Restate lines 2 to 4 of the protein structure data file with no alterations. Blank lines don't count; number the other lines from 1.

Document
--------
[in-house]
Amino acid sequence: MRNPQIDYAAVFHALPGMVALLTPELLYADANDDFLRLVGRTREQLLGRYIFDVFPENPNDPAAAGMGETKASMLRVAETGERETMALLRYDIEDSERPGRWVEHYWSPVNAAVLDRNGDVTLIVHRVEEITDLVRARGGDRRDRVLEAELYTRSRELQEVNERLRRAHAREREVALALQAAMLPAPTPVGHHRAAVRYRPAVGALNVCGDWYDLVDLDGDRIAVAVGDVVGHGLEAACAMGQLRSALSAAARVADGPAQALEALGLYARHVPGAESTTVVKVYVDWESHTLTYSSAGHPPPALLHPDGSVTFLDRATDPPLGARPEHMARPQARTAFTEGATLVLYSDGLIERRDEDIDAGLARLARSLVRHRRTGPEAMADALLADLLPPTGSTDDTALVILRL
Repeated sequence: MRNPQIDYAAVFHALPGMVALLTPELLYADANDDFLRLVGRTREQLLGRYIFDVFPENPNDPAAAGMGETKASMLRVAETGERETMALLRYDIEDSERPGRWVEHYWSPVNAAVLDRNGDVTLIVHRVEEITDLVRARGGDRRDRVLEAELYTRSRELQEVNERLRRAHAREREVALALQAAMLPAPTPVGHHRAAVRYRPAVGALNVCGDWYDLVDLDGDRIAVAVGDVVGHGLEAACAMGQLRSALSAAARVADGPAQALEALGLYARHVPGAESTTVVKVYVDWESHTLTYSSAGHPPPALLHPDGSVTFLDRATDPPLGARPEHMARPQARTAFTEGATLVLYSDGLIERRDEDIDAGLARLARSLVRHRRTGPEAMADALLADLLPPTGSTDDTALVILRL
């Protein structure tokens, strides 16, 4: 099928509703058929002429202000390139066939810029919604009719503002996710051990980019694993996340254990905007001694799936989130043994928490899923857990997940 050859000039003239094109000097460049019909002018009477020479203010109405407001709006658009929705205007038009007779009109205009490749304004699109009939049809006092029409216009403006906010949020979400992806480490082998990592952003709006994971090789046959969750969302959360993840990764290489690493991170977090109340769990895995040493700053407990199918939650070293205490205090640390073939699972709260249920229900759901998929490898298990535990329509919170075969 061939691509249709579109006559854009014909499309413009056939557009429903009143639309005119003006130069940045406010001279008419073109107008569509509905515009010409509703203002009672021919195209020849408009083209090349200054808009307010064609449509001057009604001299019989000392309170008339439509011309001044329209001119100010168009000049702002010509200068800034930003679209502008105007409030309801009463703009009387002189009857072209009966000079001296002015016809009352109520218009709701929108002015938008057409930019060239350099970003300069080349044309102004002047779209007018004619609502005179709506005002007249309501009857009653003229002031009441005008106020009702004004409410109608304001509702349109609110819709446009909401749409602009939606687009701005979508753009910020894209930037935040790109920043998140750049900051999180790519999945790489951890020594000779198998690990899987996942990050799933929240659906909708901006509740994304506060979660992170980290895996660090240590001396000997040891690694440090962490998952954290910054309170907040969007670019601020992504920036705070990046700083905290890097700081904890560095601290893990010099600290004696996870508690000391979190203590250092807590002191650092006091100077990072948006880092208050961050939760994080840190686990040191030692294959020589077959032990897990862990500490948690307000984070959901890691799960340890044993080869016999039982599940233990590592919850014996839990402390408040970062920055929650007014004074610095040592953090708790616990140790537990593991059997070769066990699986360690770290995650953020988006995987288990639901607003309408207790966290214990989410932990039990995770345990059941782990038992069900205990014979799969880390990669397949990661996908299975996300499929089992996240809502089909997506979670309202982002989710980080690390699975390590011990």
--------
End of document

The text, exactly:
Amino acid sequence: MRNPQIDYAAVFHALPGMVALLTPELLYADANDDFLRLVGRTREQLLGRYIFDVFPENPNDPAAAGMGETKASMLRVAETGERETMALLRYDIEDSERPGRWVEHYWSPVNAAVLDRNGDVTLIVHRVEEITDLVRARGGDRRDRVLEAELYTRSRELQEVNERLRRAHAREREVALALQAAMLPAPTPVGHHRAAVRYRPAVGALNVCGDWYDLVDLDGDRIAVAVGDVVGHGLEAACAMGQLRSALSAAARVADGPAQALEALGLYARHVPGAESTTVVKVYVDWESHTLTYSSAGHPPPALLHPDGSVTFLDRATDPPLGARPEHMARPQARTAFTEGATLVLYSDGLIERRDEDIDAGLARLARSLVRHRRTGPEAMADALLADLLPPTGSTDDTALVILRL
Repeated sequence: MRNPQIDYAAVFHALPGMVALLTPELLYADANDDFLRLVGRTREQLLGRYIFDVFPENPNDPAAAGMGETKASMLRVAETGERETMALLRYDIEDSERPGRWVEHYWSPVNAAVLDRNGDVTLIVHRVEEITDLVRARGGDRRDRVLEAELYTRSRELQEVNERLRRAHAREREVALALQAAMLPAPTPVGHHRAAVRYRPAVGALNVCGDWYDLVDLDGDRIAVAVGDVVGHGLEAACAMGQLRSALSAAARVADGPAQALEALGLYARHVPGAESTTVVKVYVDWESHTLTYSSAGHPPPALLHPDGSVTFLDRATDPPLGARPEHMARPQARTAFTEGATLVLYSDGLIERRDEDIDAGLARLARSLVRHRRTGPEAMADALLADLLPPTGSTDDTALVILRL
């Protein structure tokens, strides 16, 4: 099928509703058929002429202000390139066939810029919604009719503002996710051990980019694993996340254990905007001694799936989130043994928490899923857990997940 050859000039003239094109000097460049019909002018009477020479203010109405407001709006658009929705205007038009007779009109205009490749304004699109009939049809006092029409216009403006906010949020979400992806480490082998990592952003709006994971090789046959969750969302959360993840990764290489690493991170977090109340769990895995040493700053407990199918939650070293205490205090640390073939699972709260249920229900759901998929490898298990535990329509919170075969 061939691509249709579109006559854009014909499309413009056939557009429903009143639309005119003006130069940045406010001279008419073109107008569509509905515009010409509703203002009672021919195209020849408009083209090349200054808009307010064609449509001057009604001299019989000392309170008339439509011309001044329209001119100010168009000049702002010509200068800034930003679209502008105007409030309801009463703009009387002189009857072209009966000079001296002015016809009352109520218009709701929108002015938008057409930019060239350099970003300069080349044309102004002047779209007018004619609502005179709506005002007249309501009857009653003229002031009441005008106020009702004004409410109608304001509702349109609110819709446009909401749409602009939606687009701005979508753009910020894209930037935040790109920043998140750049900051999180790519999945790489951890020594000779198998690990899987996942990050799933929240659906909708901006509740994304506060979660992170980290895996660090240590001396000997040891690694440090962490998952954290910054309170907040969007670019601020992504920036705070990046700083905290890097700081904890560095601290893990010099600290004696996870508690000391979190203590250092807590002191650092006091100077990072948006880092208050961050939760994080840190686990040191030692294959020589077959032990897990862990500490948690307000984070959901890691799960340890044993080869016999039982599940233990590592919850014996839990402390408040970062920055929650007014004074610095040592953090708790616990140790537990593991059997070769066990699986360690770290995650953020988006995987288990639901607003309408207790966290214990989410932990039990995770345990059941782990038992069900205990014979799969880390990669397949990661996908299975996300499929089992996240809502089909997506979670309202982002989710980080690390699975390590011990």